• Anyway, my point is: John wrote that expectations can never be in equilibrium with each other. My response: sure; but firms inevitably must make some effort to take into account the plans of other actors, such as consumers and rival firms. When they make very poor guesses, the result is waste; consumers don’t get the products they want, and firms lose money and/or shareholder value by not meeting their objectives.

          So Hayek’s point here is certainly not a bad one in my opinion. Govt must do its best to make sure that price signals are reliable and truly reflective of pertinent information (preferences, input costs, and yes–even “expectations”). “Perfect” foresight and dovetailing of expectations is an impossible ideal, of course; but that’s even more reason to strive to make govt policy as neutral as possible w.r.t. price signals and the (imperfect) feedback they provide over time.

        • Your case in point, in Australia we had a carbon tax introduced, so business geared up for the new legislation. Now we have the opposition saying they will repeal.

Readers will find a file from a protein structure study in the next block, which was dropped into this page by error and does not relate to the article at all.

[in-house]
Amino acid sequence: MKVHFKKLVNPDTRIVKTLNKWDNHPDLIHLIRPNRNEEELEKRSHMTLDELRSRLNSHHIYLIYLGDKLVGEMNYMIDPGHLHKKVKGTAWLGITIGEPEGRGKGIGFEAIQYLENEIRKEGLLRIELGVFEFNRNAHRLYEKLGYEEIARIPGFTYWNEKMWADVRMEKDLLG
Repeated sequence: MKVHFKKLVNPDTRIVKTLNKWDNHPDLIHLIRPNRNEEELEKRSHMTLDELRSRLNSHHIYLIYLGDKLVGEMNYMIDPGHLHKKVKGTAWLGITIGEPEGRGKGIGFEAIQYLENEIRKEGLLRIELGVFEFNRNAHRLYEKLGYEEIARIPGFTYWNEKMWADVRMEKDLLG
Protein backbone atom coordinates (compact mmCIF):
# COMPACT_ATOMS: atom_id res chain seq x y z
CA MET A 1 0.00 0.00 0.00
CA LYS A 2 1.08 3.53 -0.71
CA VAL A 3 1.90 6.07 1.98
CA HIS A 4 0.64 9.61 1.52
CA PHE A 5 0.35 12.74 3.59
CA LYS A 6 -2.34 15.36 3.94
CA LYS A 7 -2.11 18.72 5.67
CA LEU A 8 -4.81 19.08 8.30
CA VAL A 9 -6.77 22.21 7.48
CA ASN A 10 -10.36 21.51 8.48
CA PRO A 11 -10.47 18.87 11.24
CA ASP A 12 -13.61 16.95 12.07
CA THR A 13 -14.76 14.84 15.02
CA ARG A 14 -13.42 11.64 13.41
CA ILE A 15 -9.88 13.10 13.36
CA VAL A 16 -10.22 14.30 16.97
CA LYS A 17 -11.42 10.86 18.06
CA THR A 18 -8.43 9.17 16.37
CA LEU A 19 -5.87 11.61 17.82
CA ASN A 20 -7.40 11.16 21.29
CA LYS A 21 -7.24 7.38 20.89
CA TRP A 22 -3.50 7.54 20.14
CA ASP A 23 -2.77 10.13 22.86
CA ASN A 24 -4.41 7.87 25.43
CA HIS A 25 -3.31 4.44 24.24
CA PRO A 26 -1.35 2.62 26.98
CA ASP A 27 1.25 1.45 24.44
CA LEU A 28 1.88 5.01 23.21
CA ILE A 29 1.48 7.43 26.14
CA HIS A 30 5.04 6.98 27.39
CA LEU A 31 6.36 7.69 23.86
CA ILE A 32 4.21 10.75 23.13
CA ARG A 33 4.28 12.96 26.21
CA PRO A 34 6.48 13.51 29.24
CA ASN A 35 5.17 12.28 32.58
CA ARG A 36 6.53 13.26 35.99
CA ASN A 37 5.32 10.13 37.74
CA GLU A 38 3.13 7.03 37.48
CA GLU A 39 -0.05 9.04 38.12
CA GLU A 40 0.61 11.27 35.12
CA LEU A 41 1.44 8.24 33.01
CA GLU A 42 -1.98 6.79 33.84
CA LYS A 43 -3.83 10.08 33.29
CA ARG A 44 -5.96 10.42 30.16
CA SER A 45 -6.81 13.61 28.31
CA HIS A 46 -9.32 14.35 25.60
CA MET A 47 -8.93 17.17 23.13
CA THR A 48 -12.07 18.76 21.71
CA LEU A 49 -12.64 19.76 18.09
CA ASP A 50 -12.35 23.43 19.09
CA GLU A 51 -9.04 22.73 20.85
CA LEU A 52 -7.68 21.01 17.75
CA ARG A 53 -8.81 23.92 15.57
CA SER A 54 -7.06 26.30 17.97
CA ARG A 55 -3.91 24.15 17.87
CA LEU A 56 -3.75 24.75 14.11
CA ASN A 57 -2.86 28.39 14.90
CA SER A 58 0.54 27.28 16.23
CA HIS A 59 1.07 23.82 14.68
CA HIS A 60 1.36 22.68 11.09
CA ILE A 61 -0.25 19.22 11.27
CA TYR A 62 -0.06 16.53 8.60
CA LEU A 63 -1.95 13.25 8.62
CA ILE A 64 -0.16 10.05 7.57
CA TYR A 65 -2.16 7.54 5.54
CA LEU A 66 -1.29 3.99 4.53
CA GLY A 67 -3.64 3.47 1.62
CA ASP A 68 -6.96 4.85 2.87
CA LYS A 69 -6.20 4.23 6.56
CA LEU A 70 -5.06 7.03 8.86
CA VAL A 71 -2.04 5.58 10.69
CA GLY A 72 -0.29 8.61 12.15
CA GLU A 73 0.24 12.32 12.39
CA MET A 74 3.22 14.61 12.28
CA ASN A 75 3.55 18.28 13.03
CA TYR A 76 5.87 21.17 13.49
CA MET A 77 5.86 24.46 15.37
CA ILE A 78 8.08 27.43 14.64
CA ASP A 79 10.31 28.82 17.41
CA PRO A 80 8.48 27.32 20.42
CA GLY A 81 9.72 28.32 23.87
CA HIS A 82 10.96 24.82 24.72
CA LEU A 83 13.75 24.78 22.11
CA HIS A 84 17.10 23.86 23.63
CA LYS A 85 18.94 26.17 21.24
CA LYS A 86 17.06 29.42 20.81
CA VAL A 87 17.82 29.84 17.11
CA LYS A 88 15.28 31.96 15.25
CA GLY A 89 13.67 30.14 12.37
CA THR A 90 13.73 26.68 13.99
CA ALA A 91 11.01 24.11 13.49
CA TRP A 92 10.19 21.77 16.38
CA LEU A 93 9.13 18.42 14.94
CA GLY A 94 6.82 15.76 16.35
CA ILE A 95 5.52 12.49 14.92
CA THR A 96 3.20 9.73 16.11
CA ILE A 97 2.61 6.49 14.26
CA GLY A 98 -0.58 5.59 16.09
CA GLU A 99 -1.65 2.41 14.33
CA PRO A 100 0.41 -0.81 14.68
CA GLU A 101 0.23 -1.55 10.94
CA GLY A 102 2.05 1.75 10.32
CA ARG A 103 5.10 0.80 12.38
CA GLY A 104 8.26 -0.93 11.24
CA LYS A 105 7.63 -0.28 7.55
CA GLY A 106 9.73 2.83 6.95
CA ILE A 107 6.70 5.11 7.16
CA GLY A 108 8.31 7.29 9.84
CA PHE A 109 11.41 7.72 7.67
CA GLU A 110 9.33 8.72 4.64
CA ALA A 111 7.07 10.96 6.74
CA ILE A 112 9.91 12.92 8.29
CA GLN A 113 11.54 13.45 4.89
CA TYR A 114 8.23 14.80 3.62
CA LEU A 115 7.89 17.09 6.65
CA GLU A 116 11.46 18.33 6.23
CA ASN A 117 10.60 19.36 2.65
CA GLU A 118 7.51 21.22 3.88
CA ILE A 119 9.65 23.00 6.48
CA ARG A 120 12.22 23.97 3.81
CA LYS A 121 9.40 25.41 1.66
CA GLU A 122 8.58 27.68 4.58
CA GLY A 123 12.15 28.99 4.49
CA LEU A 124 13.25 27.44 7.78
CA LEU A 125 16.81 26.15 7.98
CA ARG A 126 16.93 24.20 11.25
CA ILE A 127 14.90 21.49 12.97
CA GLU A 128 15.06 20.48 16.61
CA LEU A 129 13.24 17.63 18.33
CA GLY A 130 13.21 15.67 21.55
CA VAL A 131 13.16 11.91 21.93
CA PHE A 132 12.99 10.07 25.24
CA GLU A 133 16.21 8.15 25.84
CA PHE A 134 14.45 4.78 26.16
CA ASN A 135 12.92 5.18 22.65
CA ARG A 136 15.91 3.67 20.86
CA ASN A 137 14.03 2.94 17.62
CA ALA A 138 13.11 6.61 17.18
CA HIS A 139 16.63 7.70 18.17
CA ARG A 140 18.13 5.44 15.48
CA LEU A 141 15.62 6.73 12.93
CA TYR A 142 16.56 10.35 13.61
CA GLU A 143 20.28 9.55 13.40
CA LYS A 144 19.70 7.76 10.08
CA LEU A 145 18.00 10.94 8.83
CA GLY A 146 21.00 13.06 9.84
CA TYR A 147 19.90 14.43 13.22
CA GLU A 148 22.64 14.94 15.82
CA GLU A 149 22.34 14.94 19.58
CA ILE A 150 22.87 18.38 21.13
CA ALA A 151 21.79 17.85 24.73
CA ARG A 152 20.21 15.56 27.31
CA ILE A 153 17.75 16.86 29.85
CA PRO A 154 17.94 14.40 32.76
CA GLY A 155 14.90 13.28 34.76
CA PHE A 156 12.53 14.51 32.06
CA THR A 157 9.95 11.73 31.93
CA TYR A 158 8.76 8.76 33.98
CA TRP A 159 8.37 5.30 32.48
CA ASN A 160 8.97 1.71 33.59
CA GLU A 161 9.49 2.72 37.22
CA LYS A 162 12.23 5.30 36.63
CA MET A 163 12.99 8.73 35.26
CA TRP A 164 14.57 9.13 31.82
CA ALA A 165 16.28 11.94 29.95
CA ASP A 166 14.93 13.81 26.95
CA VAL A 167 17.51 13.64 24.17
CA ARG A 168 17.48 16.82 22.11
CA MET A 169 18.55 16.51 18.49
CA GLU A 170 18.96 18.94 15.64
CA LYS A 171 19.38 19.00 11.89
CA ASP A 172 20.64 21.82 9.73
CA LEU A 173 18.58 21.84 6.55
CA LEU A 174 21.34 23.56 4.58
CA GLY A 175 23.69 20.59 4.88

A massive waste of resources.

        • Buddy,

          Yes. Regulatory uncertainty/inconsistency is another thing that “jams” the price signalling mechanism.

  8. John S writes:
    “…firms inevitably must make some effort to take into account the plans of other actors, such as consumers and rival firms.”

    I think not. What producers need to concern themselves with is creating the best product/service for the market and not worry much about others.

    Market feedback should allow them to tailor their efforts. Worrying about what everybody else is doing is almost always counterproductive.

    • Reply to Buddy Rojek, CPA of May 2 @ 09:13 p.m.: As you know, Buddy, but many do not — a carbon tax based on climate change from anthropomorphic CO2 emissions is totally fraudulent.

      • but ah ha now you see the scam for what it is. I always said a carbon tax is a tax that can be applied on necessities of life, heating transport. Now that capital gains and incomes have dried up, who will pay for the bloated socialist governments?